by Dinesh Thakur

A protected field or method in a public class can be accessed directly by all classes within the same package and its subclasses even if the subclasses are in different packages. It is more restrictive than default (or package) access.

class Num //super class

{
      protected int x,y; //protected Members
      Num(int a, int b)
      {
       x=a;
       y=b;
      }
      public void showxY()
      {
   
        System.out.println("x = " + x);
        System.out.println("y = " + y);
       }
}
    class Result extends Num
 {
      private int z ;
      Result(int a,int b)
      {
        super(a,b);
      }
      public void add()
      {  
        z = x+y;
      }
      public void show()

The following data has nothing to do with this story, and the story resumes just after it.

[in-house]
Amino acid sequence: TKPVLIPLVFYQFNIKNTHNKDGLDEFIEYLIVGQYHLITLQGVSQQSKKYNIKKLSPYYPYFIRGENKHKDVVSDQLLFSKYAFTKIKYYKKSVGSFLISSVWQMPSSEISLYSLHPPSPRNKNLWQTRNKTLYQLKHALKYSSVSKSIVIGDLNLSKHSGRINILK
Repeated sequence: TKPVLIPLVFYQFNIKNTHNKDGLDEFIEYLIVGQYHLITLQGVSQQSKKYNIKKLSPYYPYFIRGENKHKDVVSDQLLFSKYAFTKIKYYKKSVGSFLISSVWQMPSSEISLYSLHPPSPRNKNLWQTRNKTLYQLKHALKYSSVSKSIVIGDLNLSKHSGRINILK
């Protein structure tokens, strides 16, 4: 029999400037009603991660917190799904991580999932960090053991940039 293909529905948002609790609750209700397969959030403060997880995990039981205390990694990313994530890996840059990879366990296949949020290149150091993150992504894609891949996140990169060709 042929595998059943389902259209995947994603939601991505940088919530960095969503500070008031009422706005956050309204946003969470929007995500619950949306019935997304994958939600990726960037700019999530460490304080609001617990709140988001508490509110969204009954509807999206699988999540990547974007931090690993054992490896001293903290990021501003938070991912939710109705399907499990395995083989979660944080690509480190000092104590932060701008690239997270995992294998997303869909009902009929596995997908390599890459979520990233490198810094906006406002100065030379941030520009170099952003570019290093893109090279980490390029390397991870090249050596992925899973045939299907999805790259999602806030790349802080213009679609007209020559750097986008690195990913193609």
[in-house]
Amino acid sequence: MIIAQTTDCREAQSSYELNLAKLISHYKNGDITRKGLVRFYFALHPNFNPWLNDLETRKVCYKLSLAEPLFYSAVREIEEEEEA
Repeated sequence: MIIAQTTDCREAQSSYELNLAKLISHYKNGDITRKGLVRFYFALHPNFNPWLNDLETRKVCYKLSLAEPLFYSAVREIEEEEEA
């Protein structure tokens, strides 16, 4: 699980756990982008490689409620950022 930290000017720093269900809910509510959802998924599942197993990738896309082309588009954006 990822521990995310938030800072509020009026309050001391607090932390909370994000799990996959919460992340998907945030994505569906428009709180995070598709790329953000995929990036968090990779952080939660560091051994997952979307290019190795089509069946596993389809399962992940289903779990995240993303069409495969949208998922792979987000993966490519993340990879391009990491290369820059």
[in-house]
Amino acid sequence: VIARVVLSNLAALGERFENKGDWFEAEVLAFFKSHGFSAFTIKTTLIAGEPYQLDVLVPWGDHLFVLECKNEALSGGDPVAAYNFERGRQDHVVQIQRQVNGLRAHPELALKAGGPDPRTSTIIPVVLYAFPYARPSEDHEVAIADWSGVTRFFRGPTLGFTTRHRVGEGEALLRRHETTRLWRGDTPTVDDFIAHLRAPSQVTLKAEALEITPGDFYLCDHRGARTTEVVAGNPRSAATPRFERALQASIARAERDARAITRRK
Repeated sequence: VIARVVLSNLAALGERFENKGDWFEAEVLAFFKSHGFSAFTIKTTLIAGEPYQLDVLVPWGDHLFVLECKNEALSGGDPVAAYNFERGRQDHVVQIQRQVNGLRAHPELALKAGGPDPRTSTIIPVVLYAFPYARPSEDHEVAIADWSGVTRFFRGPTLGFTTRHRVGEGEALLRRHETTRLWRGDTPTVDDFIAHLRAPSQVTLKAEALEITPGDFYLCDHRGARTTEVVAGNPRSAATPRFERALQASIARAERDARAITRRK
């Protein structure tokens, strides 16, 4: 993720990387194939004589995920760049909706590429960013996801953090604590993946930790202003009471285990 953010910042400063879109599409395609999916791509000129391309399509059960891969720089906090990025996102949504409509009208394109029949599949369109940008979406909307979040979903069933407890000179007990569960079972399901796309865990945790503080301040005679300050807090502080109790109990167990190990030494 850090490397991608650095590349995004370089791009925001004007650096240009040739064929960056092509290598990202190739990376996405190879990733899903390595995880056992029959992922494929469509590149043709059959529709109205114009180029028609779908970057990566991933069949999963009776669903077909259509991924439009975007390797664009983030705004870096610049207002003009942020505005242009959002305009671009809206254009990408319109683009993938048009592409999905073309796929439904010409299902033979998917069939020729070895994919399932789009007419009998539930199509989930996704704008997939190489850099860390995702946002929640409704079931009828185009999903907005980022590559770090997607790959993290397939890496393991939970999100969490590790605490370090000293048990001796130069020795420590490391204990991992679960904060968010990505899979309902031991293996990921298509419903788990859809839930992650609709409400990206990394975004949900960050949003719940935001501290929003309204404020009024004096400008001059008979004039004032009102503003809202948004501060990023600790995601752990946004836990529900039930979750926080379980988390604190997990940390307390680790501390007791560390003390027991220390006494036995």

{
       System.out.println("z = " + z);
      }
 }
    public class ProtectedInheritance
    {
        public static void main(String[] args)
       {
           Result d = new Result(5,6);
           d.showxY();
           d.add();
           d.show();
       }
   }

Inheritance Protected Members Java Example

In the above program, we create a superclass Num having protected fields x and y and a method showXY (). Then we derive a/subclass Result ,from Num which contains its own data field z and two methods add () and showZ(). The data fields x and y of superclass Num are declared as protected because we want that the method add () of the subclass can access it directly. In main () , we instantiate the object of subclass Result and initialize the fields x and y of superclass Num with values 5 and 6 respectively using a call to the constructor. Then the method add () is called, to calculate the sum of x and y and display the result using showZ() method.